Medical Marijuana May Help Opioid Addiction, More Research Needed

Medical Marijuana May Help Opioid Addiction, More Research Needed

By Staff

Neurobiologist Yasmin Hurd of the Icahn School of Medicine at Mount Sinai has a beef with the lack of research on how cannabinoids and extracts of cannabis from medical marijuana can reduce cravings and ease withdrawal symptoms of heroin users.  She has been studying how both cannabinoids and opioids act on the brain and recently published her position in Trends in Neurosciences.

“If you look at both drugs and where their receptors are, opioids are much more dangerous, in part because of the potential for overdose–the opioid receptors are very abundant in the brainstem area that regulates our respiration, so they shut down the breathing center if opioid doses are high,” Hurd says. “Cannabinoids don’t do that. They have a much wider window of therapeutic benefit without causing an overdose in adults.”

Both cannabinoids and opioids regulate the perception of pain, but they affect different parts of the brain and how the sensation is communicated from neuron to neuron. This translates into cannabinoids having, for example, a stronger effect on inflammation-based chronic pain. Meanwhile, opioids are particularly good at relieving acute pain, which is why they are used in surgery. The problem is that opioids can quickly lead to a deadly addiction.

A specific cannabinoid, cannabidiol, has been seen to reduce heroin cravings in animals more than a week after abstinence, and seems to restore some of the neurobiological damage induced by opioid use. A small pilot human investigation led by Hurd mirrored these findings in rodents. In the study, cannabidiol particularly helped relieve anxiety related to cravings in heroin users abstaining from use.

The National Institute on Drug Abuse is asking researchers to think creatively about new strategies for pain relief. While there has been a growing interest by the scientific community in cannabinoids since the legalization of medical marijuana, but that has not translated into much greater knowledge about how it could be used therapeutically, despite at least a million people having prescriptions.

“We have to be open to marijuana because there are components of the plant that seem to have therapeutic properties, but without empirical-based research or clinical trials, we’re letting anecdotes guide how people vote and policies that are going to be made,” Hurd says. “It’s one of the first times in our history that we’re making laypeople and politicians decide whether things are medicinal or not. If we want to say something is medical marijuana, we have to prove that it is medicinal.”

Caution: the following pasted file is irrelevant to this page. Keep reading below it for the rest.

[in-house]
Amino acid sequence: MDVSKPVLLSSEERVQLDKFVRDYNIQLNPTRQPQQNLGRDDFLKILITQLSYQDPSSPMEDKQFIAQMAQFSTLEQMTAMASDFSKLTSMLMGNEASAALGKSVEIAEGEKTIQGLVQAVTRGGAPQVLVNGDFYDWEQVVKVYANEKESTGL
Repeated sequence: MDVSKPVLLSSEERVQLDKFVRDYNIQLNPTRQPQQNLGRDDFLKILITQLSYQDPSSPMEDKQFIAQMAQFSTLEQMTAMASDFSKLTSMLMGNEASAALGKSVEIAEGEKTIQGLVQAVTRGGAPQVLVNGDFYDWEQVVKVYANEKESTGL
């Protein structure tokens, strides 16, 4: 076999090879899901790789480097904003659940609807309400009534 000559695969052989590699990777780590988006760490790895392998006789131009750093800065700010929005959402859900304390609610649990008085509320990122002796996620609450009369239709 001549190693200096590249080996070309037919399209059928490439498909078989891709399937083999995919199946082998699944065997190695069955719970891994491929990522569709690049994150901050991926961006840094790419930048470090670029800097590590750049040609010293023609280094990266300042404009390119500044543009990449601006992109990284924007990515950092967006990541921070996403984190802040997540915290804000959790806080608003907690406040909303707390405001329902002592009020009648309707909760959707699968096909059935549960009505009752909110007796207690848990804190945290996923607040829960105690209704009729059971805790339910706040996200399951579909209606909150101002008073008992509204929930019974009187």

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Authored by: Staff

There are 7 comments for this article
  1. Jean Price at 6:36 am

    Until it’s legalized in the whole country or at least okayed medicinally, this means little! Maybe it’s a step to doing that, but I would hate the legalization of marijuana to just be another nail in the coffin of having the option of opioids denied! ALL possible pain lessening modalities are imortsnt because people are all so different in their make up and diseases also vary with many factors!

  2. HJ at 11:47 am

    I am resistant to conversations like this turning into an “either/or” discussion. I want to maintain access to the treatment that is working for me (a mild opiate). MMJ may not be a “one-size-fits-all” treatment. We may not find that out until people are PUSHED onto MMJ. It should be an option, but it cannot be “Use MMJ or suffer.”

  3. spkavyo at 5:10 pm

    Just got totally off morphine after 16 years of opioids for chronic nerve pain. Cannabis is my only pain medication now. Still some physical effects of the change, but I’m hopeful I can eventually use cannabis to get off the rest of the meds I’m on.

  4. Bob at 1:20 pm

    Please provide the correct link. This link, “recently published her position in Trends in Neurosciences.”, is to an article by two other writers named Eldridge and Richmond who are writing about Contextual Decision-Making. Kindly find Professor Hurd’s article and publish the correct link to it, so that readers can see her article.

    Thanks.

  5. Mark Ibsen at 10:37 am

    I have had success in abandoned pain patients
    Using cannabis to help them wean off opiates.

    80% success.

  6. Ben Aiken at 10:15 am

    That’s GREAT. Help for those addicted to opioids. The CDC has the answer to medicinal opioid addiction. Stop the doctors ability to prescribe opioid medication with threat of license revocation. I endorse ANY research and will contribute to any expedited research for help with chronic pain. Marijuana has great potential. At least from what I have read. Problem is, it is illegal in over half the states and federally. kinda screwed up. Do what you gotta do. The CDC does not offer advice, referrals, medication, or research for the MILLIONS that live in severe chronic pain. .How can any person in chronic pain be told “x” amount of medication is “enough” for ALL chronic pain patients without even examining the patient? These guys must be really sharp. Either that or they don’t give a. Sorry to get off the subject. What is it going to take to amend the “guideline” from the CDC. Class action possible? Hate to single out the physicians that are being blackmailed with action. ?

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